A fairer way to rank conservation and ecology journals in 2014

1 08 2014

Normally I just report the Thomson-Reuters ISI Web of Knowledge Impact Factors for conservation-orientated journals each year, with some commentary on the rankings of other journals that also publish conservation-related material from time to time (see my lists of the 2008200920102011 and 2012 Impact Factor rankings).

This year, however, I’m doing something different given the growing negativity towards Thomson-Reuters’ secretive behaviour (which they’ve promised this year to rectify by being more transparent) and the generally poor indication of quality that the Impact Factor represents. Although the 2013 Impact Factors have just been released (very late this year, for some reason), I’m going to compare them to the increasingly reputable Google Scholar Journal Metrics, which intuitively make more sense to me, are transparent and turn a little of the rankings dogma on its ear.

In addition to providing both the Google metric as well as the Impact Factor rankings, I’ve come up with a composite (average) rank from the two systems. I think ranks are potentially more useful than raw corrected citation metrics because you must first explicitly set your set of journals to compare. I also go one step further and modify the average ranking with a penalty term that is essentially the addition of the coefficient of variation of rank disparity between the two systems.

Read on for the results.

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Conservation and ecology journal Impact Factors 2012

20 06 2013

smack2It’s the time of year that scientists love to hate – the latest (2012) journal ranking have been released by ISI Web of Knowledge. Many people despise this system, despite its major role in driving publishing trends.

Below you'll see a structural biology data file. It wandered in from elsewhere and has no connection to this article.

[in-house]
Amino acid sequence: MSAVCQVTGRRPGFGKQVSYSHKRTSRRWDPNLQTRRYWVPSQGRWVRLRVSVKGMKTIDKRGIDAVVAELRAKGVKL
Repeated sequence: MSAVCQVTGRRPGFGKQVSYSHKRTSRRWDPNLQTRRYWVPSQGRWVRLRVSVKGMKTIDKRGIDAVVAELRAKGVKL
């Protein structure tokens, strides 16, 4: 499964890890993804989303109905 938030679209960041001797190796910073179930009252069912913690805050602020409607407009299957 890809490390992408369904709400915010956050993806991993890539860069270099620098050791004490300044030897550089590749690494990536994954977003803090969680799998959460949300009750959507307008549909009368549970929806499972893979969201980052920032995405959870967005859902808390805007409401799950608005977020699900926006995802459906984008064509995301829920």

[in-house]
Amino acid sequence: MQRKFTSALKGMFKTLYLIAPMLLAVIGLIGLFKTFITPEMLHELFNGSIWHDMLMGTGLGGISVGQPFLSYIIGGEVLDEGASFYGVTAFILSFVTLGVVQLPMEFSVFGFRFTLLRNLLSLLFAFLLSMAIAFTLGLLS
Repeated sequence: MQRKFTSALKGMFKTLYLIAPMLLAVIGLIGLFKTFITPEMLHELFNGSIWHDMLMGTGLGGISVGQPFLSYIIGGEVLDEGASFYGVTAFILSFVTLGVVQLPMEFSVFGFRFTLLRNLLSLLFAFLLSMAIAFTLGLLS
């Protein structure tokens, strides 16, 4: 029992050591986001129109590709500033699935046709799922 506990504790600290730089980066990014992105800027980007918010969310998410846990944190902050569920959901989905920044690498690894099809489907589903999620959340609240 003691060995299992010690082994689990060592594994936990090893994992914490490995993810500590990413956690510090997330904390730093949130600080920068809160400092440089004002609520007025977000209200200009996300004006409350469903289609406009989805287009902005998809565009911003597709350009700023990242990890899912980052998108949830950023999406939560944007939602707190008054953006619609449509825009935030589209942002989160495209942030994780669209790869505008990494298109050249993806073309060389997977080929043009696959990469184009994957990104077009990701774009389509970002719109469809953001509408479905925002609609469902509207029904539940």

I’ve previously listed the 2008, 2009, 2010 and 2011 IF for major conservation and ecology journals. As before, I’ve included the previous year’s IF alongside the latest values to see how journals have improved or worsened (but take note – journals increase their IF on average anyway merely by the fact that publication frequency is increasing, so small jumps aren’t necessarily meaningful; I suspect that declines are therefore more telling).

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Conservation and Ecology Impact Factors 2011

29 06 2012

Here we go – another year, another set of citations, and another journal ranking by ISI Web of Knowledge Journal Citation Reports. Love them or loathe them, Impact Factors (IF) are immensely important for dictating publication trends. No, a high Impact Factor doesn’t mean your paper will receive hundreds of citations, but the two are correlated.

I’ve previously listed the 2008, 2009 and 2010 IF for major conservation and ecology journals – now here are the 2011 IF fresh off the press (so to speak). I’ve included the 2010 alongside to see how journals have improved or worsened (but take note – journals increase their IF on average anyway merely by the fact that publication frequency is increasing, so small jumps aren’t necessarily meaningful).

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Demise of the Australian ERA journal rankings

3 06 2011

Earlier this week Australian Senator Kim Carr (Minister for Innovation, Industry, Science and Research) announced the removal of the somewhat controversial ERA rankings for scientific journals.

Early last year I posted about the Excellence in Research for Australia (ERA) journal rankings for ecology and conservation journals. To remind you, the ERA has ranked > 20,000 unique peer-reviewed journals, with each given a single quality rating – and they are careful to say that “A journal’s quality rating represents the overall quality of the journal. This is defined in terms of how it compares with other journals and should not be confused with its relevance or importance to a particular discipline.”.

Now, after much to-ing and fro-ing about what the four rankings actually mean (A*, A, B & C), Senator Carr has announced that he’s dumping them under the advice of the Australian Research Council. Read the rest of this entry »